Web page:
- California farm workers help produce over 350 commodities; including 1/3 of the nation’s vegetables and nearly 2/3 of the nation’s fruits and nuts.
- California produces 90% of the strawberries grown in the U.S.
- Between 1/3 and 1/2 of all farmworkers in America reside in California, or roughly 500,000 – 800,000 farmworkers.
- Approximately 75% of California’s farmworkers are undocumented.
- National Labor Relations Laws (NLRA) do not apply to farmworkers.
- Farmworkers are exempt from many Fair Labor Standards Act (FSLA) protections, including most minimum wage and hour guarantees, overtime pay, and mandatory breaks for rest and meals.
- Most farmworkers are excluded from federal minimum wage laws and other labor protections, including overtime pay for working more than 40 hours per week.
- Farmworkers are not protected from retaliation when engaged in labor organizing, according to federal law.
- Farmworkers are not entitled to receive attorney fees under the Migrant and Seasonal Agricultural Worker Protection Act.
- Approximately 78% of farmworkers lack a high school diploma or equivalent.
- Only 21% have a diploma or GED, and just over 1% have a college degree.
- Around 30% of households with farmworker income fall below the poverty line, and 73% earn less than 200% of poverty (a threshold used in many public assistance programs).
- Monterey, Fresno, and Kern counties have the largest number of farmworkers in the state regardless of population.
- The counties with the lowest proportions of farmworkers are located in the Los Angeles basin, the Bay Area, and Sierras.
- Tulare, Madera, Monterey, and San Benito counties have the highest proportion of farmworkers.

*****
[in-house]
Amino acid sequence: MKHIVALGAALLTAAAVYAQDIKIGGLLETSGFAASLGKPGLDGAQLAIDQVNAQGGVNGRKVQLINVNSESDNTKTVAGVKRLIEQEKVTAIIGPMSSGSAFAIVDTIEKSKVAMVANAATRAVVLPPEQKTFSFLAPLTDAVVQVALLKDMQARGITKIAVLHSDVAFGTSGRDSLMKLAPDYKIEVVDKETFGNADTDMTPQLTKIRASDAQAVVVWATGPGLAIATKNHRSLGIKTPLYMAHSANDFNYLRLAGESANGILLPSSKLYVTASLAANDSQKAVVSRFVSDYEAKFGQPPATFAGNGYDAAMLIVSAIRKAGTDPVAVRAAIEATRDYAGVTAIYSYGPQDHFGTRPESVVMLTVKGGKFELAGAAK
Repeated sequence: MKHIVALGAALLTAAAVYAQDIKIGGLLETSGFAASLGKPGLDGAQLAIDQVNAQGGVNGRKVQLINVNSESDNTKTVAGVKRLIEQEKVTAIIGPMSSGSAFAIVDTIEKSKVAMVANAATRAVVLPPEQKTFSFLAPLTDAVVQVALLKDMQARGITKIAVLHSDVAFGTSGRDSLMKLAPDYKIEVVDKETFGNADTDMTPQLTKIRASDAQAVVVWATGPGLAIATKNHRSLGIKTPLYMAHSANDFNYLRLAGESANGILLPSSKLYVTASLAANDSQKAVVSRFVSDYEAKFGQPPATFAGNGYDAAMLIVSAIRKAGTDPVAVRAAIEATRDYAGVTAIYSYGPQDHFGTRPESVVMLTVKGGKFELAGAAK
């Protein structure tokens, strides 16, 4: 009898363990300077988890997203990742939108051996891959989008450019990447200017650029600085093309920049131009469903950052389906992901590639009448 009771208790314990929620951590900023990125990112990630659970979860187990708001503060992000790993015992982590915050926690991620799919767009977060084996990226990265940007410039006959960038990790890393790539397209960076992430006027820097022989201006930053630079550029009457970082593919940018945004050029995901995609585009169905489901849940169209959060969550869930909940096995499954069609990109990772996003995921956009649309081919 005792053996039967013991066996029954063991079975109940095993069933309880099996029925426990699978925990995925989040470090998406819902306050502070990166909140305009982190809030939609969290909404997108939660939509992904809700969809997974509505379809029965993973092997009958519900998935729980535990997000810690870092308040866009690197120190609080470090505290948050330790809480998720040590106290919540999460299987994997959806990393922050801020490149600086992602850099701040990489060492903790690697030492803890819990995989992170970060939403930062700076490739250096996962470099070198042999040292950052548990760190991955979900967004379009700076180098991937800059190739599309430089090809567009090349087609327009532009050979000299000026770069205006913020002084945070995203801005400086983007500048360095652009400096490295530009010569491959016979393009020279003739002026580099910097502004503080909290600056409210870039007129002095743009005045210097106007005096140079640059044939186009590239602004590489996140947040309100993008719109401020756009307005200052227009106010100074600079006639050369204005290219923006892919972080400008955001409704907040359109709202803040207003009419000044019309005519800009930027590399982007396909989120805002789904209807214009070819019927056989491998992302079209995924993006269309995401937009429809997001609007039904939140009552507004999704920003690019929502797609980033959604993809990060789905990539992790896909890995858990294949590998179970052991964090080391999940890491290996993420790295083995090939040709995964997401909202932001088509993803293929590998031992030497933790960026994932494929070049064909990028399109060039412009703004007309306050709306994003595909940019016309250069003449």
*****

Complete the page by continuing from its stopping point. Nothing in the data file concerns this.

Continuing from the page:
- The majority of hired farmworkers in California (84%) were born in Mexico.
- Hispanic workers made up 96% of all farmworkers in California, with 65% of U.S.-born workers identifying as Hispanic.
- About 9% of California farmworkers identified as indigenous.
- Men made up 69% of California’s farm labor force.
- The average and median ages of California farmworkers is 39.
- About 63% of California farmworkers were married, and 58% had children.
- 32% of California farmworkers were living apart from their nuclear family members. Of those living alone, 73% were single workers without children, 22% were parents, and 5% had a spouse but no children.
- Nearly all California farmworkers (89%) reported Spanish as their primary language.
- Only 16% of California farmworkers reported being able to speak English “well,” while 35% said they could not speak English at all. Similarly, only 15% reported being able to read English “well,” while 47% could not read English at all.
- The average level of formal education completed by California farmworkers was eighth grade.
- About a quarter (25%) of California workers reported taking at least one adult education class in the U.S.
- Only 9% of California farmworkers lived in housing owned or administered by their current employer.
- Detached, single-family houses were the most common type of housing for California farmworkers (57%), and about a third (35%) lived in crowded dwellings.
- Most California farmworkers (76%) lived fewer than 25 miles from their current job, while only 7% lived where they worked.
- The majority of California farmworkers drove a car to work (65%), while 14% rode with a “raitero” (a shared ride service), and 2% took a labor bus, truck, or van.
- Employer health insurance coverage for farmworkers did not change detectably with the rollout of the ACA employer mandate, regardless of a farmworker’s documentation status or whether the worker was a direct hire versus a contractor.
California Department of Food and Agriculture. (2012). California Agricultural Statistics Overview.
United States Census Bureau. (2012). American Community, Survey 2009-2011 Public Use Microdata.
United States Department of Labor Employment & Training Administration (2009). National Agricultural Workers Survey.